“For what I want to do, I don’t think it will limit me,” Bucher said.

Olsen is fully aware that her tattoos if not properly concealed can be seen, but is unfazed at the thought of them affecting her career goals.

“I feel like nowadays it’s OK, and if someone was going to discriminate against me because of a job I wouldn’t want it,” Olsen said.

Although Forsberg nearly has a half sleeve on his right arm, he is concerned about getting a job and likes the fact he can cover his ink if necessary.

“I haven’t gotten ballsy enough to get my forearms tattooed,” Forsberg said.

Joanna Abbott, associate director of the OSU Career Development Center, and Wendy Kuessel Allison, employer relations events coordinator for the Career Development Center, work to get students and employers connected. Abbott works directly with students to help them find jobs. Allison works with employers looking for new hires and organizes career fairs on campus. And they both have tattoos.

Be that as it may, both Abbott and Allison said that depending on the field a student goes into, a tattoo could affect employment.

“It depends what they are, where they are, and what industry you’re going into,” Allison said. “It’s really up to the employer.”

According to Abbott, anything in the arts, agriculture and forestry is generally more accepting of tattoos, and anything in the corporate realm is not. She also said that jobs in the service industry, or where someone has to establish a level of trust with a customer is not as accepting of tattoos.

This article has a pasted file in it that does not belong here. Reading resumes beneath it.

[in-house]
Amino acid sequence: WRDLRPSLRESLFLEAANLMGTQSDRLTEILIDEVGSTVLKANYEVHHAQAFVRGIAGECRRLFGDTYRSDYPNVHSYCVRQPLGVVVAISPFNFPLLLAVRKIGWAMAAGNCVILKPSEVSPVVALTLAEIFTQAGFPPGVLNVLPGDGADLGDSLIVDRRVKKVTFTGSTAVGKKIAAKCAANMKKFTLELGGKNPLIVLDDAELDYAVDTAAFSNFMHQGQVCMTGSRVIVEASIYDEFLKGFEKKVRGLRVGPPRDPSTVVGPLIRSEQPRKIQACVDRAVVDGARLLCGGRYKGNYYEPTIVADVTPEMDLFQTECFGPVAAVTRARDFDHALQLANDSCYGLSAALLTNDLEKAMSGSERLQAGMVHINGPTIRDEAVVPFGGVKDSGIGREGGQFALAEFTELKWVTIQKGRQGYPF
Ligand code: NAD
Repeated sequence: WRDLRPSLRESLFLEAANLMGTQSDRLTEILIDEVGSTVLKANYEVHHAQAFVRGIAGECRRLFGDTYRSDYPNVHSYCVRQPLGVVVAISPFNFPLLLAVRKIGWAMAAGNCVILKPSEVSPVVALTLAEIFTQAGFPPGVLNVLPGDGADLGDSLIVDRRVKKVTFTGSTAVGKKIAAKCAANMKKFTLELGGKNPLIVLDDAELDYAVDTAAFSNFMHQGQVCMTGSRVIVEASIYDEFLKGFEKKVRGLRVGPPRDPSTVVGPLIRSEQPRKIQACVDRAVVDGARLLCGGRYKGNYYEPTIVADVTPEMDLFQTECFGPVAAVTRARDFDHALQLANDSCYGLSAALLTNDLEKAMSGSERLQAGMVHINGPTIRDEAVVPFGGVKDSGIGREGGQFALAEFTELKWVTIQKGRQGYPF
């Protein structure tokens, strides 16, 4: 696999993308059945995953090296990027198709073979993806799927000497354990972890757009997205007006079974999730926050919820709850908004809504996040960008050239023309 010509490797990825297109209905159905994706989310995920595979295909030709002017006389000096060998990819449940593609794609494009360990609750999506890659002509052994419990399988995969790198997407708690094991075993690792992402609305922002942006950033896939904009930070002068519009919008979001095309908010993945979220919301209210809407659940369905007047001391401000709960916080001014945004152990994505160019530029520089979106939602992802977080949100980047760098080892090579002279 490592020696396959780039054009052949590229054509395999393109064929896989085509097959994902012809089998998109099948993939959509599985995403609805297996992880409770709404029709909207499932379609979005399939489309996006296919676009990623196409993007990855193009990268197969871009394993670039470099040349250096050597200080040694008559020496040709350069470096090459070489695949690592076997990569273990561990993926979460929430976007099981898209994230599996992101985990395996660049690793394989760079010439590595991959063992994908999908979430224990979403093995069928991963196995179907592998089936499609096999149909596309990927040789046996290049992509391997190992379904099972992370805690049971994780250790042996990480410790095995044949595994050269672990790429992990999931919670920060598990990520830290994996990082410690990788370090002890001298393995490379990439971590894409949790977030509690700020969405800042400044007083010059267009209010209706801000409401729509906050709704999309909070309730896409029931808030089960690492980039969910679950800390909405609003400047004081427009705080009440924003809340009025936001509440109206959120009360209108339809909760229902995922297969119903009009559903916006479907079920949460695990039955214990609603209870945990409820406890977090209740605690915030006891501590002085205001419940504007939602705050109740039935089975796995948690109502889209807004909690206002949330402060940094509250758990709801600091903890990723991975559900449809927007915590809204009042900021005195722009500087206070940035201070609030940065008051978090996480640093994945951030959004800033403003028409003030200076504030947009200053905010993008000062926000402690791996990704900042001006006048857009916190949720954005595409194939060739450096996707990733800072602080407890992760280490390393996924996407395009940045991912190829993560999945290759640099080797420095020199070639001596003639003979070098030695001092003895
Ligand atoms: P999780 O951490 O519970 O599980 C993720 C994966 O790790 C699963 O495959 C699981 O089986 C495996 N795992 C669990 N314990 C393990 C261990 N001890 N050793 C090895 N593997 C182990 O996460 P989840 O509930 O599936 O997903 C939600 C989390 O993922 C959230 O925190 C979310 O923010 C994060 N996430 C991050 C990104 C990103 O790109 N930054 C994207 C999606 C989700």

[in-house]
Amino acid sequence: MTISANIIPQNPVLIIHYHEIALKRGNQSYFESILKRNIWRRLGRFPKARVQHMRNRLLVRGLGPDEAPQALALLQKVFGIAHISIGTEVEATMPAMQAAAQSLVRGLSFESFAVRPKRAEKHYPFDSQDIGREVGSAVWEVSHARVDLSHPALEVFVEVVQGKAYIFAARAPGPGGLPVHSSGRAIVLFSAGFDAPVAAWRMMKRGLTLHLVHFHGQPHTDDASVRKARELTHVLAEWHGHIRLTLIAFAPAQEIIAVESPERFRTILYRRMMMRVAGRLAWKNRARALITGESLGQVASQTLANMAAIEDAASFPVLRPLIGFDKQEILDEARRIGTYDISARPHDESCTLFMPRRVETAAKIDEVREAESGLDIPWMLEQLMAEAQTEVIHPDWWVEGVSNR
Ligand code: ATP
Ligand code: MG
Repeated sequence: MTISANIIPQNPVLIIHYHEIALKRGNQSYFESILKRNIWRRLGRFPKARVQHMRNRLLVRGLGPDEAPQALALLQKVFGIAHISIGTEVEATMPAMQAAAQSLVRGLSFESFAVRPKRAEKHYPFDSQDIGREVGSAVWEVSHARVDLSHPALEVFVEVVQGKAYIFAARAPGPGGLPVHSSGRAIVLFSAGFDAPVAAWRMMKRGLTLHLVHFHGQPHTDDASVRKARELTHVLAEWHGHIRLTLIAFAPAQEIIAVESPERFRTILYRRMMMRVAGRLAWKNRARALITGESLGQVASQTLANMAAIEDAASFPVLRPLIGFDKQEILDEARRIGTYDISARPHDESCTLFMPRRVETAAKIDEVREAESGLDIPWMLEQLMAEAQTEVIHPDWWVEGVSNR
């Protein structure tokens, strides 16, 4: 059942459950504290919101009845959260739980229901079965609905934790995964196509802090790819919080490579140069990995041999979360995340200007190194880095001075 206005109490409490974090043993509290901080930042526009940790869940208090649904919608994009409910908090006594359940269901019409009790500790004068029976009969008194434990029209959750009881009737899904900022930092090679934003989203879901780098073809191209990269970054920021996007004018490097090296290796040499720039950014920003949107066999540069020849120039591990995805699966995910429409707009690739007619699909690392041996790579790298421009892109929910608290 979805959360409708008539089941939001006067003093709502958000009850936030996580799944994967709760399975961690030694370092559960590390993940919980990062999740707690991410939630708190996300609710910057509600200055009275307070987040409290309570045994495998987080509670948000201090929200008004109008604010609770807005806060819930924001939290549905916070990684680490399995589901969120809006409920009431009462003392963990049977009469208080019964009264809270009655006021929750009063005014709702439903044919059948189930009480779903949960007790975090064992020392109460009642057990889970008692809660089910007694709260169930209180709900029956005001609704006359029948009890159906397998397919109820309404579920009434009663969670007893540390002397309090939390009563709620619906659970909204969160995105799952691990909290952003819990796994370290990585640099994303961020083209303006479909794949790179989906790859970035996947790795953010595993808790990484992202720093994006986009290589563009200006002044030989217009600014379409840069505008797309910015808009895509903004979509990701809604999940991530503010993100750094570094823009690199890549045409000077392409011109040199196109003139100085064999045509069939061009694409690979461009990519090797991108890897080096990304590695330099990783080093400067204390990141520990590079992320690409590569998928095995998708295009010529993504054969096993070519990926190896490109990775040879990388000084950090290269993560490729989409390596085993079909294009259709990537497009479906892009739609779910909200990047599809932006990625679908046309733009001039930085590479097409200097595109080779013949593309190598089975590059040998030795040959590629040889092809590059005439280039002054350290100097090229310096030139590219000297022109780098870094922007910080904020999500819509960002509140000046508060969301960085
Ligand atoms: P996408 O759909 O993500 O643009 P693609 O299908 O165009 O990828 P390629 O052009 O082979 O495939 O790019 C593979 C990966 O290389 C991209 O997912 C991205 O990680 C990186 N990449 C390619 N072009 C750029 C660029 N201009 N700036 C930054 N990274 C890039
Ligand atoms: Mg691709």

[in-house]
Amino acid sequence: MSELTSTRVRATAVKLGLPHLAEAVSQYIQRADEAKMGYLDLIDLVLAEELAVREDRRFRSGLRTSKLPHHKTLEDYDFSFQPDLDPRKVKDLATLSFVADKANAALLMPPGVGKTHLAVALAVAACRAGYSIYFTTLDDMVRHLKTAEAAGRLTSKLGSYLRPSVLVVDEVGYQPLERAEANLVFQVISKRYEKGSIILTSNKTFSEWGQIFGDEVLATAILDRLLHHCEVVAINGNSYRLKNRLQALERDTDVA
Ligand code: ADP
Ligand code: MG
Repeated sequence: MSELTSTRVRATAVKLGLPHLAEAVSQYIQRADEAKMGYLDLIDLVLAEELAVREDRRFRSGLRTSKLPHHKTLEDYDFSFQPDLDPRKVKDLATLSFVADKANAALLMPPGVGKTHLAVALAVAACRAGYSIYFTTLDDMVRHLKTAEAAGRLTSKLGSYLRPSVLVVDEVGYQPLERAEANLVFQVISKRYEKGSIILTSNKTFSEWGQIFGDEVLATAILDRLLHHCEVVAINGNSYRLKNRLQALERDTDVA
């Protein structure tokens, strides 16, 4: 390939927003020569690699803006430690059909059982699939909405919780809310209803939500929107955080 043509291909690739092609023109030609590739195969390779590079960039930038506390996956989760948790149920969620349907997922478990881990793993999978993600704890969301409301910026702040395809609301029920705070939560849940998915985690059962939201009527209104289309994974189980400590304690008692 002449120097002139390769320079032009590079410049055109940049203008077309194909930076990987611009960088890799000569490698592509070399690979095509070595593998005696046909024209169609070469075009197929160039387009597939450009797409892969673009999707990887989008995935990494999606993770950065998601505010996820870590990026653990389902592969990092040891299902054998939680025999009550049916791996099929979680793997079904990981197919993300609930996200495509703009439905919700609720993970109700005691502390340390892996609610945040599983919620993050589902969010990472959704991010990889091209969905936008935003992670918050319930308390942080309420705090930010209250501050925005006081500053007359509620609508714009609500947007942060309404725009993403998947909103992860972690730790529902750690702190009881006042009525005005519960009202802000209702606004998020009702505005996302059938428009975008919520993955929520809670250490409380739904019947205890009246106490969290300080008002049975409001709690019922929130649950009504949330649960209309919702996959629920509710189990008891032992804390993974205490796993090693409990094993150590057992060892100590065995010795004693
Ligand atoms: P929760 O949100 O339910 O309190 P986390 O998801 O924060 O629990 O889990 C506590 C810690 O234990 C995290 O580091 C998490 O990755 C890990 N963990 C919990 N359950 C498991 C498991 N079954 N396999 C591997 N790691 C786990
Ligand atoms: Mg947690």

However, Abbott and Allison did agree that overall employers are becoming more lenient when it comes to tattoos, but reccomend not getting visible tattoos unless you are established in a position that allows them, and is accepted by one’s boss.

Allison said it is smart to follow the military’s guidelines on tattoos, which she cited as nothing above the collarbone, and nothing below the wrists or on the hands. According to Allison, they can have the biggest impact on employment especially during the interview process, as first impressions can be everything.

“Visible tattoos can be distracting and you have no idea what that person sitting across the table is thinking,” Allison said. “It’s always better to go on the conservative side of things.”

“You may have a boss who doesn’t have a problem with tattoos,” added Allison. “But he could be replaced or retire, and his replacement might not feel the same way.”

Visibility and industry are not the only thing Abbott and Allison cited that could affect a tattoo being acceptable or not. They said that it varies by region and the Northwest leans liberal, but other parts of the country are more conservative when it comes to tattoos. 

“There is no hard and fast rule,” Allison said.

“When it comes to a tattoo, one thing you have to remember is that art is subjective,” added Abbott. “What may be art to you may be offensive to someone else, and employers have to watch out for that.” 

Overall, Abbott and Allison said people need to do their research before getting inked.

“If you’re considering getting a tattoo talk to someone in the industry and find out what the culture is like,” Abbott said.

“Consider the piece, consider the placement, and consider the industry you want to go into,” added Allison. “Think about your future before you go under the needle.”